Photo/IllutrationThe nursing care facility, Soleil, in Takayama, Gifu Prefecture (Chihito Shin)

  • Photo/Illustraion

TAKAYAMA, Gifu Prefecture--Police on Feb. 3 arrested a former caregiver on suspicion of inflicting horrendous injuries on a 91-year-old female resident of a nursing home where other elderly patients died in quick succession, and in suspicious circumstances, a year and a half ago.

The suspect, 33-year-old Takeshi Odori, attended to all the residents who died. However, he denied any involvement in the deaths or injuries of five residents in his care during an interview with The Asahi Shimbun and other media outside his home in August 2017.

Police said they suspect that Odori, a resident of Nagoya’s Minami Ward, gave the elderly woman such a beating that she suffered fractured ribs, which pierced her lungs.

Police would not say if Odori had admitted to inflicting injuries on the woman when they announced his arrest on Feb. 3.

The incident occurred at the Soleil nursing care facility in Takayama around 2:10 p.m. on Aug. 15, 2017, according to Gifu prefectural police.

The woman's injuries took two months to heal.

She was rushed to a hospital after a staff member during the rounds discovered deep bruising in her chest.

The resident was discharged from the hospital after about a month and moved to another nursing home.

She died of natural causes on Oct. 3, 2017, while recuperating at home.

Autopsy results showed no causal relationship between her injuries and her death, police concluded.

Odori was in charge of caring for the woman's needs on the day she was injured.

Police are investigating his involvement in the case, deeming that Odori intentionally injured the woman and that her injuries did not happen by accident while receiving care.

Of the five elderly female and male residents who suffered from broken bones and other injuries, three died between July 31 and mid-August of 2017.

Odori provided care to all of these residents, police said.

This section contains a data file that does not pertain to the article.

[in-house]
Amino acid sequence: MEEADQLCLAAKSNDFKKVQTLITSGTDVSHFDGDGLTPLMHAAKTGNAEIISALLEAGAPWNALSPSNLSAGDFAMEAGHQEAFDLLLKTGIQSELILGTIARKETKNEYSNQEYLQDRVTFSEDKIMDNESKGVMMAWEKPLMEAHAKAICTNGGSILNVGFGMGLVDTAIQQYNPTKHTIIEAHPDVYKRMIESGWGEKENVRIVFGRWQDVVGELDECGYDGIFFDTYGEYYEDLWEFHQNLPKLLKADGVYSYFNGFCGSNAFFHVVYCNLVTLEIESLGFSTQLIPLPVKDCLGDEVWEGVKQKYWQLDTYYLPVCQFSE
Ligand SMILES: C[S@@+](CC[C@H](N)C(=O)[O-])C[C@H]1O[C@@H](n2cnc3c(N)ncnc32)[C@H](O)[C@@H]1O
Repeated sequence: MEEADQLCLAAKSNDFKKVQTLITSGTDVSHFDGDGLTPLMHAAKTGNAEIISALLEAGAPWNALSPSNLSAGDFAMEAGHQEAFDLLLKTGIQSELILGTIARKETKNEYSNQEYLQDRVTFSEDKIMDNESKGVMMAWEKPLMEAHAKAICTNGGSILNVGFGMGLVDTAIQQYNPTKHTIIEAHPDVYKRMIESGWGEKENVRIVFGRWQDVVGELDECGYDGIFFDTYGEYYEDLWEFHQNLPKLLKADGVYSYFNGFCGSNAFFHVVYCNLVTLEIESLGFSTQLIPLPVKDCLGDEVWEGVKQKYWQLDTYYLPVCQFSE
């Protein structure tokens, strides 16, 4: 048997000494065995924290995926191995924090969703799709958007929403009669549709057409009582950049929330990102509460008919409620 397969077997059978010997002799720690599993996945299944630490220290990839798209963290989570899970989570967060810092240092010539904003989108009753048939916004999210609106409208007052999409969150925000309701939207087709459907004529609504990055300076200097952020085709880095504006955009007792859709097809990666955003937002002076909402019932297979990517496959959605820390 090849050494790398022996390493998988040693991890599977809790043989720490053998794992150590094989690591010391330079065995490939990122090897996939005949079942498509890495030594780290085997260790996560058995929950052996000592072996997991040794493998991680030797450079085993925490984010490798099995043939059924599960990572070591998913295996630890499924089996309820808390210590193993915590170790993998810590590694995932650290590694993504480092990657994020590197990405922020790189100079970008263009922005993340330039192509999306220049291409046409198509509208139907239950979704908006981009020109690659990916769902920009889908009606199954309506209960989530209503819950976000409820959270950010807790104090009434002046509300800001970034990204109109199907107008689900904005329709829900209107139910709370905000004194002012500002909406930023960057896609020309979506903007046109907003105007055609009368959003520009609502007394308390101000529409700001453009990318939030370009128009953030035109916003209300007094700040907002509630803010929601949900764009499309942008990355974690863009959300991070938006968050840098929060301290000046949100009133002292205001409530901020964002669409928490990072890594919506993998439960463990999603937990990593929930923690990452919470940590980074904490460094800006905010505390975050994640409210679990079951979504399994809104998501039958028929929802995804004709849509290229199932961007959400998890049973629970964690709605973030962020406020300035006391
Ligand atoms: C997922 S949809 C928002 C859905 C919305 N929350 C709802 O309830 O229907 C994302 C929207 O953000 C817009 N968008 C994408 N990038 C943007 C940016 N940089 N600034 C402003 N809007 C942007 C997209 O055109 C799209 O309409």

Four female residents among the five lived in quadruple-occupancy rooms on the second floor of a specialized wing for dementia patients at the facility.

Police will also investigate whether Odori was involved in those deaths and injuries.

Odori worked at Soleil for about a year from August 2016. His job was to help feed the elderly residents, change their diapers and perform other duties.

A colleague described Odori as “diligent and calm” during an interview with The Asahi Shimbun, adding that he was not known for “any problematic behavior.”

That was at odds with an account by a former colleague at another facility where Odori had worked.

The person said Odori had a violent temper and frequently hurled abuse at residents and his superiors. Odori agreed to leave after failing to pass his probationary period.

Although the Soleil facility urged him to quit, claiming his presence was “a nuisance to other staff,” Odori refused, arguing that “if I quit this job, it would mean I admit" to involvement in the deaths and injuries of the residents.

After he left the facility in August 2017, Odori worked at a construction company in Nagoya, Aichi Prefecture.

Kenichi Orishige, head director of the Dojinkai Foundation, a medical corporation that operates the nursing home, said early Feb. 4 that he had only heard of Odori's arrest but not details of the case from the police.

Family members of the residents who suffered injuries or died are pressing the nursing home to provide an explanation for the incidents.

Soleil was established in 1997, and houses up to 100 residents.